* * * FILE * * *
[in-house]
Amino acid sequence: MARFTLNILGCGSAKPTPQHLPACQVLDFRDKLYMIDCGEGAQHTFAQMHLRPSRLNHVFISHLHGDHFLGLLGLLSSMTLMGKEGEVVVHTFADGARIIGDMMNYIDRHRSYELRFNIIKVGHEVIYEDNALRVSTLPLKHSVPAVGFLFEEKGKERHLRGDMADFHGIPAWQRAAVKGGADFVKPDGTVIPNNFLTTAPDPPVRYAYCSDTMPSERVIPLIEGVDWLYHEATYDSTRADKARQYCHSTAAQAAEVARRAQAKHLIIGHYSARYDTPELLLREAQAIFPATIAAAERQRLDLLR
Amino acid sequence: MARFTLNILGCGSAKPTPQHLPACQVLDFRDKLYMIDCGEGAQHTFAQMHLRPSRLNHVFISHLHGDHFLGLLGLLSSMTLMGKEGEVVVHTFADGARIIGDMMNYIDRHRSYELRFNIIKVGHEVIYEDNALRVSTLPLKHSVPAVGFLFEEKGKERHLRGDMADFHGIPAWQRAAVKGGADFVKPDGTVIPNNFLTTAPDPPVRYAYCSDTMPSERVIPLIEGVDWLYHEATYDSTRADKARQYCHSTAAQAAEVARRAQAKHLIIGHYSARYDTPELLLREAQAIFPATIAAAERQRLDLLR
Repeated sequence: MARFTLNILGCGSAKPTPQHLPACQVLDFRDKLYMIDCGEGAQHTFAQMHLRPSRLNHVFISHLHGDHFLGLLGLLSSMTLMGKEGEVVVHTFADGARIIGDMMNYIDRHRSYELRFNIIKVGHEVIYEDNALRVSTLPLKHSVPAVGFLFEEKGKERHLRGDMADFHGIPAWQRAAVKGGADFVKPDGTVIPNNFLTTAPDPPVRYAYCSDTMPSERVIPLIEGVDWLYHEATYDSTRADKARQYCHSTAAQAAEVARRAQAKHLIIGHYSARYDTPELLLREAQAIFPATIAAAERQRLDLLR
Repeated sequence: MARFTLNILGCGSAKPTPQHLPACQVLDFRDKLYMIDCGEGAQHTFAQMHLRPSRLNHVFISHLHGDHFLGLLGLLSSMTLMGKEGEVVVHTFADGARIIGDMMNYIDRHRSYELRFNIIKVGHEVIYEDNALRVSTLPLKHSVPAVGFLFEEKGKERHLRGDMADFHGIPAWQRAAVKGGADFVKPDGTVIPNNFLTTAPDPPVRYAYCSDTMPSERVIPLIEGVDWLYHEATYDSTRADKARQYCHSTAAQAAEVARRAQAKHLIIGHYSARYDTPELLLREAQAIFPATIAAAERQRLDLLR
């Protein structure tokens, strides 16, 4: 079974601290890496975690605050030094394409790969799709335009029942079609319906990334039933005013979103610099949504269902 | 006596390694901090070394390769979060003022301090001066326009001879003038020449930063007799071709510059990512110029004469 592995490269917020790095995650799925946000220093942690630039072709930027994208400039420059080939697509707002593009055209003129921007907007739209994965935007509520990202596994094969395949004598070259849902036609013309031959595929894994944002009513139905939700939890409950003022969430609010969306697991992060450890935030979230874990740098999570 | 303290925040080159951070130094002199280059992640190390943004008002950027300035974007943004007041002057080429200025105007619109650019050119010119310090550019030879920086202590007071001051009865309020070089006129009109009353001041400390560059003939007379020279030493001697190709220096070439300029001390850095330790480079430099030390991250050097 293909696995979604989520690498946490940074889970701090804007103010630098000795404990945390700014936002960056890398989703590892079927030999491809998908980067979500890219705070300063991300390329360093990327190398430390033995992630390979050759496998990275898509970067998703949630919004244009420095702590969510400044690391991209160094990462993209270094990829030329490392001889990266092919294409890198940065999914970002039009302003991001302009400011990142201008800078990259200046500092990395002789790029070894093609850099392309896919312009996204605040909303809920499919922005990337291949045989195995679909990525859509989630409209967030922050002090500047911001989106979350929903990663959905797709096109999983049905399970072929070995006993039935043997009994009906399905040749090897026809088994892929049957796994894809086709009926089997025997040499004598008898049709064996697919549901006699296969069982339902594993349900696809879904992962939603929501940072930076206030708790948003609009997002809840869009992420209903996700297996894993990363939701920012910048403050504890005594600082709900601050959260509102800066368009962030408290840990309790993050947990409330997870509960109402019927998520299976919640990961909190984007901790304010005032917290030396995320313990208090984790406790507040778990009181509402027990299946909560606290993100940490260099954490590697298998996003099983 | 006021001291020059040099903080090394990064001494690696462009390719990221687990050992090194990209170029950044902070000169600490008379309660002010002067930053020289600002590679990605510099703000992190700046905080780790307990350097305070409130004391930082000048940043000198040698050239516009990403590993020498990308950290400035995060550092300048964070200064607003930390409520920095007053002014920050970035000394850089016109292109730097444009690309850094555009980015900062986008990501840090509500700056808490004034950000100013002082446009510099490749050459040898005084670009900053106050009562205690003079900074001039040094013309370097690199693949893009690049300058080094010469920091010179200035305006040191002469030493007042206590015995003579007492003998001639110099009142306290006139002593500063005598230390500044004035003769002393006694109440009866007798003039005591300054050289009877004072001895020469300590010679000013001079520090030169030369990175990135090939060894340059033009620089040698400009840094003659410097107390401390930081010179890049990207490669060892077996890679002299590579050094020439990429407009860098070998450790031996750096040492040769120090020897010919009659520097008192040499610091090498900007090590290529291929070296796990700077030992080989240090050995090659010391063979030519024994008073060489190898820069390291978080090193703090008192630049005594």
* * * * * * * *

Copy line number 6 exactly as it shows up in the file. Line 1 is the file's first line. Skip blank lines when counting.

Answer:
């Protein structure tokens, strides 16, 4: 079974601290890496975690605050030094394409790969799709335009029942079609319906990334039933005013979103610099949504269902 | 006596390694901090070394390769979060003022301090001066326009001879003038020449930063007799071709510059990512110029004469 592995490269917020790095995650799925946000220093942690630039072709930027994208400039420059080939697509707002593009055209003129921007907007739209994965935007509520990202596994094969395949004598070259849902036609013309031959595929894994944002009513139905939700939890409950003022969430609010969306697991992060450890935030979230874990740098999570 | 303290925040080159951070130094002199280059992640190390943004008002950027300035974007943004007041002057080429200025105007619109650019050119010119310090550019030879920086202590007071001051009865309020070089006129009109009353001041400390560059003939007379020279030493001697190709220096070439300029001390850095330790480079430099030390991250050097 293909696995979604989520690498946490940074889970701090804007103010630098000795404990945390700014936002960056890398989703590892079927030999491809998908980067979500890219705070300063991300390329360093990327190398430390033995992630390979050759496998990275898509970067998703949630919004244009420095702590969510400044690391991209160094990462993209270094990829030329490392001889990266092919294409890198940065999914970002039009302003991001302009400011990142201008800078990259200046500092990395002789790029070894093609850099392309896919312009996204605040909303809920499919922005990337291949045989195995679909990525859509989630409209967030922050002090500047911001989106979350929903990663959905797709096109999983049905399970072929070995006993039935043997009994009906399905040749090897026809088994892929049957796994894809086709009926089997025997040499004598008898049709064996697919549901006699296969069982339902594993349900696809879904992962939603929501940072930076206030708790948003609009997002809840869009992420209903996700297996894993990363939701920012910048403050504890005594600082709900601050959260509102800066368009962030408290840990309790993050947990409330997870509960109402019927998520299976919640990961909190984007901790304010005032917290030396995320313990208090984790406790507040778990009181509402027990299946909560606290993100940490260099954490590697298998996003099983 | 006021001291020059040099903080090394990064001494690696462009390719990221687990050992090194990209170029950044902070000169600490008379309660002010002067930053020289600002590679990605510099703000992190700046905080780790307990350097305070409130004391930082000048940043000198040698050239516009990403590993020498990308950290400035995060550092300048964070200064607003930390409520920095007053002014920050970035000394850089016109292109730097444009690309850094555009980015900062986008990501840090509500700056808490004034950000100013002082446009510099490749050459040898005084670009900053106050009562205690003079900074001039040094013309370097690199693949893009690049300058080094010469920091010179200035305006040191002469030493007042206590015995003579007492003998001639110099009142306290006139002593500063005598230390500044004035003769002393006694109440009866007798003039005591300054050289009877004072001895020469300590010679000013001079520090030169030369990175990135090939060894340059033009620089040698400009840094003659410097107390401390930081010179890049990207490669060892077996890679002299590579050094020439990429407009860098070998450790031996750096040492040769120090020897010919009659520097008192040499610091090498900007090590290529291929070296796990700077030992080989240090050995090659010391063979030519024994008073060489190898820069390291978080090193703090008192630049005594």